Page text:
I will say that where the 212 EVO shines is in the mounts it uses for the fans. There are plastic brackets with rubber pads that screw into the fan, and then the brackets snap on to the heatsink. These brackets are far, far easier to use than the cheap wire brackets used the majority of the time. Noctua avoids the pitfall of the wire brackets by having them affixed to the fans themselves, but SilverStone's Heligon HE01 requires a bit of dexterity to mount the fan.

Introduction Testing Methodology
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  • extide - Thursday, March 14, 2013 - link

    How do you measure thermal efficiency? Just by how cool it gets the cpu? If so then CLC's do well.
    Noise wise, has a lot to do with the fans and can be very similar to other coolers.
    Cost? They are a bit expensive but their ability to cool well and also exhaust heat directly out the case is typically enough justification. I mean we are only talking about maybe $20 max, far less than a tank of gas even.
    Reliability? I have had two in service for quite a while now and they have been fine but I can see how adding a pump into the mix is a recipe for lowering overall reliability potential.

    However the simple fact is water moves heat better than heat-pipes, period. So you can move heat to a larger radiator, and also put that radiator in a larger variety of places. That is why even the small closed loop coolers do well. I have built several full custom loops in the past, and the closed loop coolers are not nearly as good as a high end custom setup, but FAR easier to get going and little to not maintenance. They have their place IMHO. They are not perfect but they definitely have their place.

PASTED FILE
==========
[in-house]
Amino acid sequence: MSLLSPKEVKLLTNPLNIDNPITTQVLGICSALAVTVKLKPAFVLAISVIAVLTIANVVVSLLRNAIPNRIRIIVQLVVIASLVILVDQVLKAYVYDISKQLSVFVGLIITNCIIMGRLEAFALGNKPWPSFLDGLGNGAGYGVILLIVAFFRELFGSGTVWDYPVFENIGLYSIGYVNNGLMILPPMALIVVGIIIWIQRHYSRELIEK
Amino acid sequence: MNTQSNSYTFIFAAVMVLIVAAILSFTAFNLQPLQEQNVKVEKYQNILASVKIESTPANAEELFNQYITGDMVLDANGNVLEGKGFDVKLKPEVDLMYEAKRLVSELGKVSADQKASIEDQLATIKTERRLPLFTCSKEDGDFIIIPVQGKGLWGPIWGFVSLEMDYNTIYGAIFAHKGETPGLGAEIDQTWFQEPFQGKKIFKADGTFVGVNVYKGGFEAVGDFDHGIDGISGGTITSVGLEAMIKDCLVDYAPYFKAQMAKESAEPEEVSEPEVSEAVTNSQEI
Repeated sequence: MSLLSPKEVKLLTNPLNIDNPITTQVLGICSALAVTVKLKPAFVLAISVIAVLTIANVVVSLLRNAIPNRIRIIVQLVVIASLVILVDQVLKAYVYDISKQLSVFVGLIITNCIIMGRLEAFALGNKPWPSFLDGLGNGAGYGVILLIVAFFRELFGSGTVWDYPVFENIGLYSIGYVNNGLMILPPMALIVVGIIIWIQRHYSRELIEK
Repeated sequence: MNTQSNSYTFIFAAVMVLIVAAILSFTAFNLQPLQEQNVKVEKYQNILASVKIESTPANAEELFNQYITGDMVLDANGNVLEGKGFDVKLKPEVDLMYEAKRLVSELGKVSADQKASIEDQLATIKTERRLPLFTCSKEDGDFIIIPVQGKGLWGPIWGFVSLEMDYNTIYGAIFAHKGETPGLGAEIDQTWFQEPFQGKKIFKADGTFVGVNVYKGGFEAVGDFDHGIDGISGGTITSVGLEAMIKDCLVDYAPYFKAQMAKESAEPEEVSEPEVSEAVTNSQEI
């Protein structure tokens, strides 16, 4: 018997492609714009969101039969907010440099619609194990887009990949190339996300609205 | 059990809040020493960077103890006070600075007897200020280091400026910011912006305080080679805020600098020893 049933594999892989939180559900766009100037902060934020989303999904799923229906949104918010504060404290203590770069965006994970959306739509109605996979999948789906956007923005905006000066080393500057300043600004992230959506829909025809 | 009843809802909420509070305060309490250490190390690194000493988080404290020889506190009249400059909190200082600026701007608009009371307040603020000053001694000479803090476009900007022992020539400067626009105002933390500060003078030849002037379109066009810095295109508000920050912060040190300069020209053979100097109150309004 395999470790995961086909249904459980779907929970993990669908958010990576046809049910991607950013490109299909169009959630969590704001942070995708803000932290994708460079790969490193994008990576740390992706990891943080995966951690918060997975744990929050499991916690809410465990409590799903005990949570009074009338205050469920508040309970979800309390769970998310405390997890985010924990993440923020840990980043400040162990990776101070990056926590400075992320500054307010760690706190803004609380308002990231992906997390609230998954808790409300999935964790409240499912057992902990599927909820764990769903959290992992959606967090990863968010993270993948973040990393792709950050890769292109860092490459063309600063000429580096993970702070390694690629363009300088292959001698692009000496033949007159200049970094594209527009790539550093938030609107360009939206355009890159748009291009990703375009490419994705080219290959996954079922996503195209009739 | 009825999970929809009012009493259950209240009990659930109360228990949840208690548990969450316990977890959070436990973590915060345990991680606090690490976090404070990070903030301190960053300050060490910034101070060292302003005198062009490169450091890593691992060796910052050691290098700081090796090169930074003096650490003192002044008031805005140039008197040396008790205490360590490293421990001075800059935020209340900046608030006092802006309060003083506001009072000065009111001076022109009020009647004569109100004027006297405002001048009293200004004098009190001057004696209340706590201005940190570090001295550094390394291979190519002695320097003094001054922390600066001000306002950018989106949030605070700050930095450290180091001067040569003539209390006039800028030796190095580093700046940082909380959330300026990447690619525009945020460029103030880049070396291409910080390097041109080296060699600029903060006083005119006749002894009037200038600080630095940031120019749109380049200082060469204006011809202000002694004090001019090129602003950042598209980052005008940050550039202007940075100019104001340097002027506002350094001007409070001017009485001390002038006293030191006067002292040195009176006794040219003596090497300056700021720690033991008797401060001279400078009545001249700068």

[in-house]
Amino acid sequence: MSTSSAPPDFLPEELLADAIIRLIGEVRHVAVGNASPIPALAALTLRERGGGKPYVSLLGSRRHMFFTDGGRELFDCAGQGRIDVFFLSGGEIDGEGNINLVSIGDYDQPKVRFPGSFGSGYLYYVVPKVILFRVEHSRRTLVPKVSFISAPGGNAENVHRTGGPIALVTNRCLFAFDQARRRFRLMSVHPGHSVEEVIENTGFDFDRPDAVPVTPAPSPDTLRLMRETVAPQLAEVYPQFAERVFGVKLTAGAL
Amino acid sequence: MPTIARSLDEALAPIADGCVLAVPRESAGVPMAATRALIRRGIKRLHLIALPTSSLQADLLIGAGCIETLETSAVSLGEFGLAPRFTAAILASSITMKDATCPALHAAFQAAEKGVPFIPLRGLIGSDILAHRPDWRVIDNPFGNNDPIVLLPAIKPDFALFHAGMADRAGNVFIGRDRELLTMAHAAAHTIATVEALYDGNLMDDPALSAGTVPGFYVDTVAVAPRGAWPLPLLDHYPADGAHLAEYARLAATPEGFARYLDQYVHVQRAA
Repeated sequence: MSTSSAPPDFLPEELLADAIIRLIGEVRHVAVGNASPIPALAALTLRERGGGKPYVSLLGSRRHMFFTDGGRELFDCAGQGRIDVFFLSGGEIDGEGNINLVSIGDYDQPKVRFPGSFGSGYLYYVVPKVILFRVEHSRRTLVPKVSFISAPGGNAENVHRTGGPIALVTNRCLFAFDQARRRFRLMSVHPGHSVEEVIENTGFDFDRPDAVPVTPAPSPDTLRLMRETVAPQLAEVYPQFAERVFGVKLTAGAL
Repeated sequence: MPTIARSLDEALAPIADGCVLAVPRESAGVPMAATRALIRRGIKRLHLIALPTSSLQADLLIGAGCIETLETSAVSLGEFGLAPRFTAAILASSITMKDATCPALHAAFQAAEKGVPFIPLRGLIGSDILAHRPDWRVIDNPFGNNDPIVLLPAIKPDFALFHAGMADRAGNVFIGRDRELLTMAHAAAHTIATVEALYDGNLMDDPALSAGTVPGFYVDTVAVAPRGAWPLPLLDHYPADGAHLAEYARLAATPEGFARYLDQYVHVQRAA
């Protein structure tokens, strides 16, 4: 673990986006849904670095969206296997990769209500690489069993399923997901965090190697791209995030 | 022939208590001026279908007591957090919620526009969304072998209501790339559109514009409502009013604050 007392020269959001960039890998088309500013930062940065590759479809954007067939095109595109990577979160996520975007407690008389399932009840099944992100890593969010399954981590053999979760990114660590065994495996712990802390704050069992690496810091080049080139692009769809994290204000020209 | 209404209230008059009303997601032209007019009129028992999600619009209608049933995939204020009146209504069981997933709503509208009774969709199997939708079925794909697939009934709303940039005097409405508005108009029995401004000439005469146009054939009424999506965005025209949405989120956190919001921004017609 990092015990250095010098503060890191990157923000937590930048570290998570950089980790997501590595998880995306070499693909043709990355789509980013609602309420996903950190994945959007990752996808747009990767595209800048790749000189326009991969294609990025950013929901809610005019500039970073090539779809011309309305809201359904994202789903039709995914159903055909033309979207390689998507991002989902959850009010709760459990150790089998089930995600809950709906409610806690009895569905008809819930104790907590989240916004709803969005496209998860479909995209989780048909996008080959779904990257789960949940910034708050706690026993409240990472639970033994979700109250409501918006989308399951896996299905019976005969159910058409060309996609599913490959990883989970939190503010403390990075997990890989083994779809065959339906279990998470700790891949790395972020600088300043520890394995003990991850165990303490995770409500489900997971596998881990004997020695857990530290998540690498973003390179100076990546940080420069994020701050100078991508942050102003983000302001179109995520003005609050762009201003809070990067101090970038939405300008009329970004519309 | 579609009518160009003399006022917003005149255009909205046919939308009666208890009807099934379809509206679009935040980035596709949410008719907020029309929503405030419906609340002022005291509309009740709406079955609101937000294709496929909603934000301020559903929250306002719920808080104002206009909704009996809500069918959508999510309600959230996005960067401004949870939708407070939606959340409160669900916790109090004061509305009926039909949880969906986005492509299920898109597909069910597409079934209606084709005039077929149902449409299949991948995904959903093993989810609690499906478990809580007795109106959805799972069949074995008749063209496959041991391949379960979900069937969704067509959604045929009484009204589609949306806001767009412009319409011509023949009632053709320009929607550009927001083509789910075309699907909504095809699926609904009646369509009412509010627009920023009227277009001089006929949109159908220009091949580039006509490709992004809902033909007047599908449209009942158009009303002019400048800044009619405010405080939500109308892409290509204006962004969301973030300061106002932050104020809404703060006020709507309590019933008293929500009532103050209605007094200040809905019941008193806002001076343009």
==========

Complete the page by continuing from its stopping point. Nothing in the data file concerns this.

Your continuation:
Do you have any facts or reasons behind your statement or are you just saying stuff because it sounds cool? Maybe your idea of technically astute is incorrect, or you are simply not technically astute yourself.
    Reply
  • cjs150 - Thursday, March 14, 2013 - link

    Of course there is the downside to water coolers. They are spot not area coolers. Air will cool everything (to a certain extent) in the case as it flows over it, water will only cool those spots which have a waterblock.

    That is why you need to have decent airflow in a watercooled case - if not you fry the RAM (and yes I have done that)
    Reply
  • DanNeely - Thursday, March 14, 2013 - link

    A few years ago I saw a CPU waterblock by a low-tier vendor that had brackets for a down blowing fan on top to keep the ram/mosfets from baking; and have always wondered why none of the other vendors have ever offered anything similar. Reply